Waking up this morning the Andy Warhol method of multiplying the same image over and over again with varying colours to create a piece of pop art made me think of all the blogs of this course. I have seen many summaries, mind maps, and other representations of this week's readings in different blogs. Basically, the content is the same, but it is presented in different forms. All these put together would create something remotely suggesting the idea of the Marilyn prints. I know, I know, this is vastly oversimplifying things - naturally each blogger or mind mapper has added their interpretations so it's not exactly the same as reproducing the same image in different colours. As far as my learning is concerned, I'm still struggling to find the significance of such a multitude of 'nodes in the network'. Possibly, just as Andy Warhol only used a certain number of Marilyn images to create the whole, out of the hundreds of blog posts on a particular theme, my job is to pick and choose the best ones / the ones that work for me.
Nevertheless, I started reading about Andy Warhol in more detail, and naturally came across his famous quote from 1968: "In the future everybody will be world-famous for 15 minutes." (At this point I started worrying whether I should admit that I actually look for information in Wikipedia?? At least many of my colleagues at school don't usually accept it as reference in students' work.) This then led to the discovery of the latest adaption of this quote. Apparently the popularity of social networks and blogging has changed the quote into "On the Web, everyone will be famous for 15 people." Good, eh? I should check the validity of this statement during this course. I wouldn't actually talk about being famous, but making some connections - whether it will be min. 15 or not.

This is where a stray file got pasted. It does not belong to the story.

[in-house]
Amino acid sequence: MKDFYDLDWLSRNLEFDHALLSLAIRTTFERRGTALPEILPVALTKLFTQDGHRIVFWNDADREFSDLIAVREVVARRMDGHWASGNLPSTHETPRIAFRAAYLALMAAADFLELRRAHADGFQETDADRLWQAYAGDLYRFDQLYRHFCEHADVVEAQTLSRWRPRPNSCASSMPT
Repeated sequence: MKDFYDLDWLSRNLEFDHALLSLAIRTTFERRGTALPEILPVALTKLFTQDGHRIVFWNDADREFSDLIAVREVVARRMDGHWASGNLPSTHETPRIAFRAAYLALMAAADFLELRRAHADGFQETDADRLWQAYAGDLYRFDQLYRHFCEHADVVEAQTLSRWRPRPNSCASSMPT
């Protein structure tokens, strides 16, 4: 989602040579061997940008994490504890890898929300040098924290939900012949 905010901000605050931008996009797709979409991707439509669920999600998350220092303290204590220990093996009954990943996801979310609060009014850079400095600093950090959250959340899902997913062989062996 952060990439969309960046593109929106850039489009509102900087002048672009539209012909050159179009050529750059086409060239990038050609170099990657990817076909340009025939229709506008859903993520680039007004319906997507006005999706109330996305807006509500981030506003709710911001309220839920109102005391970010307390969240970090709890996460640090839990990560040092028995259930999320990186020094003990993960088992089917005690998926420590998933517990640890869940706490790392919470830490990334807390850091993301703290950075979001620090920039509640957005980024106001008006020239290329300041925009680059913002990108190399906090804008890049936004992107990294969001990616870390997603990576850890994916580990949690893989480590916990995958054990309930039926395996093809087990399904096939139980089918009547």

But the randomness continues. The quote made me think of numbers and remember to look at the chart that Roy Hanfling had made about the course posts on Moodle, which then got me to learn about the power law diagram (pheww, this was a link to Wikipedia, so no worries any more!). By then, after getting sidetracked so many times I started feeling slightly guilty of not sticking to my resolution of focusing on the weekly readings. Luckily, Stephen Downes' comment to Roy Hanfling gave me some consolation. He said: "It is in the contributions of the long tail that the most interesting contributions may be found."
So now I'm thinking of the great adventure that online learning can be. When before could we have explored so much, so easily by just clicking away from hyperlink to hyperlink, following every whim and instantly finding information? And just as my family's road trip across the US a decade ago revealed - it's worth venturing out to the less-trodden little sideroads for unpredictable and immemorable discoveries.
PS.PS. On flickr a conversation started how the rabbit in the photo seems to be dropping something, and what it might be. The last comment in the thread is: "he's dropping knowledge"! Which finally puts an end to all this randomness and brings me back to this week's course theme: What is knowledge ;)